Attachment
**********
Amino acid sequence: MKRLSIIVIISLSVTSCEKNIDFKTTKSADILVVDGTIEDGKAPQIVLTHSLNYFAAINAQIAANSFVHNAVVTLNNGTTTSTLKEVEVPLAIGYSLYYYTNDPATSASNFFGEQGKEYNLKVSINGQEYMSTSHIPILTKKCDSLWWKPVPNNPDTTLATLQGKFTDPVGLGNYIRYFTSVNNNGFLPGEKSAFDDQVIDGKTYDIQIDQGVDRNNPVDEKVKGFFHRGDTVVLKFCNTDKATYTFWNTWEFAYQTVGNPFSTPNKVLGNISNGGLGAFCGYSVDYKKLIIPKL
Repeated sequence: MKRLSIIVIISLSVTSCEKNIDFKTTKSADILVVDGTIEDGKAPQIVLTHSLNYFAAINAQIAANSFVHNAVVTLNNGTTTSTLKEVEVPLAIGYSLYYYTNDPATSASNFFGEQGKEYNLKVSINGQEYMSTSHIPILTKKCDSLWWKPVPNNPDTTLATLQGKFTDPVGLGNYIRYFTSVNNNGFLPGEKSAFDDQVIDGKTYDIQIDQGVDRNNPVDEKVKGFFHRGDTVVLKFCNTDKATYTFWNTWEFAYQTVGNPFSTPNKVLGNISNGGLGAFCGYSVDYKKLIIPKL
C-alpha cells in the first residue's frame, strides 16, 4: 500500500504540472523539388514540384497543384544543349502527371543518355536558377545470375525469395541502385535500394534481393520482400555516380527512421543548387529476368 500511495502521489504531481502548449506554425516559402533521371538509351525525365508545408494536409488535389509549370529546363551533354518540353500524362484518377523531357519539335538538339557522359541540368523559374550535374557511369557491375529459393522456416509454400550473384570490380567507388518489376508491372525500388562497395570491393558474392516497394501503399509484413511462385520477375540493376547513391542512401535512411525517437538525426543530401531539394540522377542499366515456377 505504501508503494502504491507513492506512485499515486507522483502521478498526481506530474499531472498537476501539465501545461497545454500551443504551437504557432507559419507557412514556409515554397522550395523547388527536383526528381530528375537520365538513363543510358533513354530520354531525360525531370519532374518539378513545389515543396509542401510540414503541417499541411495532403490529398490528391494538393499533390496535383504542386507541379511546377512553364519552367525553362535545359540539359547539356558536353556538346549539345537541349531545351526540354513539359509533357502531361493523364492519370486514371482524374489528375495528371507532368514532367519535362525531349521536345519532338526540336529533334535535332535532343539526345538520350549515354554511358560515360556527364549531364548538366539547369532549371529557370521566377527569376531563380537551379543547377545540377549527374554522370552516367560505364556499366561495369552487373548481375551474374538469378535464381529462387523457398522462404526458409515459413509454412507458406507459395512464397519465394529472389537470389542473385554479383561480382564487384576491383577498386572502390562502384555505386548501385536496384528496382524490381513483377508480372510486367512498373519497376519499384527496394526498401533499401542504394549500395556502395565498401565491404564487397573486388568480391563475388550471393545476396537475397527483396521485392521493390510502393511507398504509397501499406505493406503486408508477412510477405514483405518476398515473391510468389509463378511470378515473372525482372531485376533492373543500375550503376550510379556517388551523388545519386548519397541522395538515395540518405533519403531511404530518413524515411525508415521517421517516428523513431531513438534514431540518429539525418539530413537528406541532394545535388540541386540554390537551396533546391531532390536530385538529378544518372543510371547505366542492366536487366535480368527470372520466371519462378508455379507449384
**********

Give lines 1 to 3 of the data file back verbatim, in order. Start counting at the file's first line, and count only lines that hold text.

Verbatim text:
Amino acid sequence: MKRLSIIVIISLSVTSCEKNIDFKTTKSADILVVDGTIEDGKAPQIVLTHSLNYFAAINAQIAANSFVHNAVVTLNNGTTTSTLKEVEVPLAIGYSLYYYTNDPATSASNFFGEQGKEYNLKVSINGQEYMSTSHIPILTKKCDSLWWKPVPNNPDTTLATLQGKFTDPVGLGNYIRYFTSVNNNGFLPGEKSAFDDQVIDGKTYDIQIDQGVDRNNPVDEKVKGFFHRGDTVVLKFCNTDKATYTFWNTWEFAYQTVGNPFSTPNKVLGNISNGGLGAFCGYSVDYKKLIIPKL
Repeated sequence: MKRLSIIVIISLSVTSCEKNIDFKTTKSADILVVDGTIEDGKAPQIVLTHSLNYFAAINAQIAANSFVHNAVVTLNNGTTTSTLKEVEVPLAIGYSLYYYTNDPATSASNFFGEQGKEYNLKVSINGQEYMSTSHIPILTKKCDSLWWKPVPNNPDTTLATLQGKFTDPVGLGNYIRYFTSVNNNGFLPGEKSAFDDQVIDGKTYDIQIDQGVDRNNPVDEKVKGFFHRGDTVVLKFCNTDKATYTFWNTWEFAYQTVGNPFSTPNKVLGNISNGGLGAFCGYSVDYKKLIIPKL
C-alpha cells in the first residue's frame, strides 16, 4: 500500500504540472523539388514540384497543384544543349502527371543518355536558377545470375525469395541502385535500394534481393520482400555516380527512421543548387529476368 500511495502521489504531481502548449506554425516559402533521371538509351525525365508545408494536409488535389509549370529546363551533354518540353500524362484518377523531357519539335538538339557522359541540368523559374550535374557511369557491375529459393522456416509454400550473384570490380567507388518489376508491372525500388562497395570491393558474392516497394501503399509484413511462385520477375540493376547513391542512401535512411525517437538525426543530401531539394540522377542499366515456377 505504501508503494502504491507513492506512485499515486507522483502521478498526481506530474499531472498537476501539465501545461497545454500551443504551437504557432507559419507557412514556409515554397522550395523547388527536383526528381530528375537520365538513363543510358533513354530520354531525360525531370519532374518539378513545389515543396509542401510540414503541417499541411495532403490529398490528391494538393499533390496535383504542386507541379511546377512553364519552367525553362535545359540539359547539356558536353556538346549539345537541349531545351526540354513539359509533357502531361493523364492519370486514371482524374489528375495528371507532368514532367519535362525531349521536345519532338526540336529533334535535332535532343539526345538520350549515354554511358560515360556527364549531364548538366539547369532549371529557370521566377527569376531563380537551379543547377545540377549527374554522370552516367560505364556499366561495369552487373548481375551474374538469378535464381529462387523457398522462404526458409515459413509454412507458406507459395512464397519465394529472389537470389542473385554479383561480382564487384576491383577498386572502390562502384555505386548501385536496384528496382524490381513483377508480372510486367512498373519497376519499384527496394526498401533499401542504394549500395556502395565498401565491404564487397573486388568480391563475388550471393545476396537475397527483396521485392521493390510502393511507398504509397501499406505493406503486408508477412510477405514483405518476398515473391510468389509463378511470378515473372525482372531485376533492373543500375550503376550510379556517388551523388545519386548519397541522395538515395540518405533519403531511404530518413524515411525508415521517421517516428523513431531513438534514431540518429539525418539530413537528406541532394545535388540541386540554390537551396533546391531532390536530385538529378544518372543510371547505366542492366536487366535480368527470372520466371519462378508455379507449384